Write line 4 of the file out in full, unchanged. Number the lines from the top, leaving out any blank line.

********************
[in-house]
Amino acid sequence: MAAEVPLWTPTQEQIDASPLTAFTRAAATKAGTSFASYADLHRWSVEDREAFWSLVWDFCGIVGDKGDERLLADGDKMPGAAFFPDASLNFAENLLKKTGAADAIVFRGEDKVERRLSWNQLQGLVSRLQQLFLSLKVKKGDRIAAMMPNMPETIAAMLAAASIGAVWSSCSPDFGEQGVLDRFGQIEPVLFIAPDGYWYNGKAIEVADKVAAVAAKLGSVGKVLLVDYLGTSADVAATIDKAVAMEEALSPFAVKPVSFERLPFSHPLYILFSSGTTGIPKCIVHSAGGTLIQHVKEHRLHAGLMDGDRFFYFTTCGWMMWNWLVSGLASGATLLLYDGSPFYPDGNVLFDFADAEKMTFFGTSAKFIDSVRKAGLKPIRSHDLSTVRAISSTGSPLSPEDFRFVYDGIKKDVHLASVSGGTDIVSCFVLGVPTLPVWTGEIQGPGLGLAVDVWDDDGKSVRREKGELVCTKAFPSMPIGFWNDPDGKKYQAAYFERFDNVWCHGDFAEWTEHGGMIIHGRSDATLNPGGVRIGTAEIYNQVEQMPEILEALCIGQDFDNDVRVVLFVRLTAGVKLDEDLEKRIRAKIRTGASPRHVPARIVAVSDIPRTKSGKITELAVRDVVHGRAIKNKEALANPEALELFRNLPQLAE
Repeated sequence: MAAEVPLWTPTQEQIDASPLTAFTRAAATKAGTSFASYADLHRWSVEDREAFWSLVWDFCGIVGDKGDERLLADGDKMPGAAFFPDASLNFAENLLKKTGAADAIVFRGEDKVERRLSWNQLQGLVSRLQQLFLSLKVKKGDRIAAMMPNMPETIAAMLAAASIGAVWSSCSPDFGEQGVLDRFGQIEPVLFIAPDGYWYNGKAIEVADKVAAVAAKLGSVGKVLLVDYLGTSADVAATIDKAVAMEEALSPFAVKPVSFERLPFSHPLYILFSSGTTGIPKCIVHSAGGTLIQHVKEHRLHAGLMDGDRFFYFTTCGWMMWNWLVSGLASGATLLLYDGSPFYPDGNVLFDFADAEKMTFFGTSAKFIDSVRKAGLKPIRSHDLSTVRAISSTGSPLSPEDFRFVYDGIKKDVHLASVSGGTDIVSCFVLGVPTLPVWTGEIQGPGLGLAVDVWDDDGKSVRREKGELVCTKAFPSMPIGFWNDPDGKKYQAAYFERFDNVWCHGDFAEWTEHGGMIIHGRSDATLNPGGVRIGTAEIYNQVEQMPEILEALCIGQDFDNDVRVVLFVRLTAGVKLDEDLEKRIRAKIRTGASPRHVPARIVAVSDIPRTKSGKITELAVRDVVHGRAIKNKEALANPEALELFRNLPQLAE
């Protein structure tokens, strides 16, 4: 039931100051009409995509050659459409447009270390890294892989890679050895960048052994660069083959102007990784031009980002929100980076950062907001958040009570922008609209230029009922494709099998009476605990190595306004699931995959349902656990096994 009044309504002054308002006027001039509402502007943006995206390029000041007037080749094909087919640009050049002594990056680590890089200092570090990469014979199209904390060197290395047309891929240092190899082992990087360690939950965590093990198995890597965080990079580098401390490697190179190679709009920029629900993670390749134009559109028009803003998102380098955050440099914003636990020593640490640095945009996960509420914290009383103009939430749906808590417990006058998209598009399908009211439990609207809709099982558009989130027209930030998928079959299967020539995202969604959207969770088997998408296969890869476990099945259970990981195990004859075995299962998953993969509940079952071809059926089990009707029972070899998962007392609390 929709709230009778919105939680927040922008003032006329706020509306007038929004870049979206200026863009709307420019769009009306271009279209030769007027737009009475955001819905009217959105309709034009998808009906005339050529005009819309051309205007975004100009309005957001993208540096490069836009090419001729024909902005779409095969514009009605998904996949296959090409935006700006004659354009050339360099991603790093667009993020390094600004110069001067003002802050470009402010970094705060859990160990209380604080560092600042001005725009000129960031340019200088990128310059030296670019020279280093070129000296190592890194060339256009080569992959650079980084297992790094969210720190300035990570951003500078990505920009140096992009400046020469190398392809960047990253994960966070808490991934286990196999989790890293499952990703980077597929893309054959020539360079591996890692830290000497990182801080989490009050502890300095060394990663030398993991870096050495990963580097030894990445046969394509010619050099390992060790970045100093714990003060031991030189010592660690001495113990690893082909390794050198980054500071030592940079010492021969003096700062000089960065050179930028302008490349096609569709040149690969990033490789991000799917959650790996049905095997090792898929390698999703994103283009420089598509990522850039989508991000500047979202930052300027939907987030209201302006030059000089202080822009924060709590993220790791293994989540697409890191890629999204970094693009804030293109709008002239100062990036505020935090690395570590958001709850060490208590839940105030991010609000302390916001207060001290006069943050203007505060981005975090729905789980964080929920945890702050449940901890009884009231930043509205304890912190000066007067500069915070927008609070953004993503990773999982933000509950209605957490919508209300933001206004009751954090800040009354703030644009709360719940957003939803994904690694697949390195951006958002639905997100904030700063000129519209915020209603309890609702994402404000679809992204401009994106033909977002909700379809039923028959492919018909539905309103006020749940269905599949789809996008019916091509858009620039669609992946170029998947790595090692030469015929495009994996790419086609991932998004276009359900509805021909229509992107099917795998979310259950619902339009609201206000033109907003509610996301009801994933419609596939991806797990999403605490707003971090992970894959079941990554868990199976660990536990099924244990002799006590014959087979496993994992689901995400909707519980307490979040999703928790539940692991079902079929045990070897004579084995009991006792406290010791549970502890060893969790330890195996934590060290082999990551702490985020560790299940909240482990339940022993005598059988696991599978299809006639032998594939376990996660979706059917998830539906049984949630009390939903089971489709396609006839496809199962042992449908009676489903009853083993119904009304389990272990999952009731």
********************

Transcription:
């Protein structure tokens, strides 16, 4: 039931100051009409995509050659459409447009270390890294892989890679050895960048052994660069083959102007990784031009980002929100980076950062907001958040009570922008609209230029009922494709099998009476605990190595306004699931995959349902656990096994 009044309504002054308002006027001039509402502007943006995206390029000041007037080749094909087919640009050049002594990056680590890089200092570090990469014979199209904390060197290395047309891929240092190899082992990087360690939950965590093990198995890597965080990079580098401390490697190179190679709009920029629900993670390749134009559109028009803003998102380098955050440099914003636990020593640490640095945009996960509420914290009383103009939430749906808590417990006058998209598009399908009211439990609207809709099982558009989130027209930030998928079959299967020539995202969604959207969770088997998408296969890869476990099945259970990981195990004859075995299962998953993969509940079952071809059926089990009707029972070899998962007392609390 929709709230009778919105939680927040922008003032006329706020509306007038929004870049979206200026863009709307420019769009009306271009279209030769007027737009009475955001819905009217959105309709034009998808009906005339050529005009819309051309205007975004100009309005957001993208540096490069836009090419001729024909902005779409095969514009009605998904996949296959090409935006700006004659354009050339360099991603790093667009993020390094600004110069001067003002802050470009402010970094705060859990160990209380604080560092600042001005725009000129960031340019200088990128310059030296670019020279280093070129000296190592890194060339256009080569992959650079980084297992790094969210720190300035990570951003500078990505920009140096992009400046020469190398392809960047990253994960966070808490991934286990196999989790890293499952990703980077597929893309054959020539360079591996890692830290000497990182801080989490009050502890300095060394990663030398993991870096050495990963580097030894990445046969394509010619050099390992060790970045100093714990003060031991030189010592660690001495113990690893082909390794050198980054500071030592940079010492021969003096700062000089960065050179930028302008490349096609569709040149690969990033490789991000799917959650790996049905095997090792898929390698999703994103283009420089598509990522850039989508991000500047979202930052300027939907987030209201302006030059000089202080822009924060709590993220790791293994989540697409890191890629999204970094693009804030293109709008002239100062990036505020935090690395570590958001709850060490208590839940105030991010609000302390916001207060001290006069943050203007505060981005975090729905789980964080929920945890702050449940901890009884009231930043509205304890912190000066007067500069915070927008609070953004993503990773999982933000509950209605957490919508209300933001206004009751954090800040009354703030644009709360719940957003939803994904690694697949390195951006958002639905997100904030700063000129519209915020209603309890609702994402404000679809992204401009994106033909977002909700379809039923028959492919018909539905309103006020749940269905599949789809996008019916091509858009620039669609992946170029998947790595090692030469015929495009994996790419086609991932998004276009359900509805021909229509992107099917795998979310259950619902339009609201206000033109907003509610996301009801994933419609596939991806797990999403605490707003971090992970894959079941990554868990199976660990536990099924244990002799006590014959087979496993994992689901995400909707519980307490979040999703928790539940692991079902079929045990070897004579084995009991006792406290010791549970502890060893969790330890195996934590060290082999990551702490985020560790299940909240482990339940022993005598059988696991599978299809006639032998594939376990996660979706059917998830539906049984949630009390939903089971489709396609006839496809199962042992449908009676489903009853083993119904009304389990272990999952009731």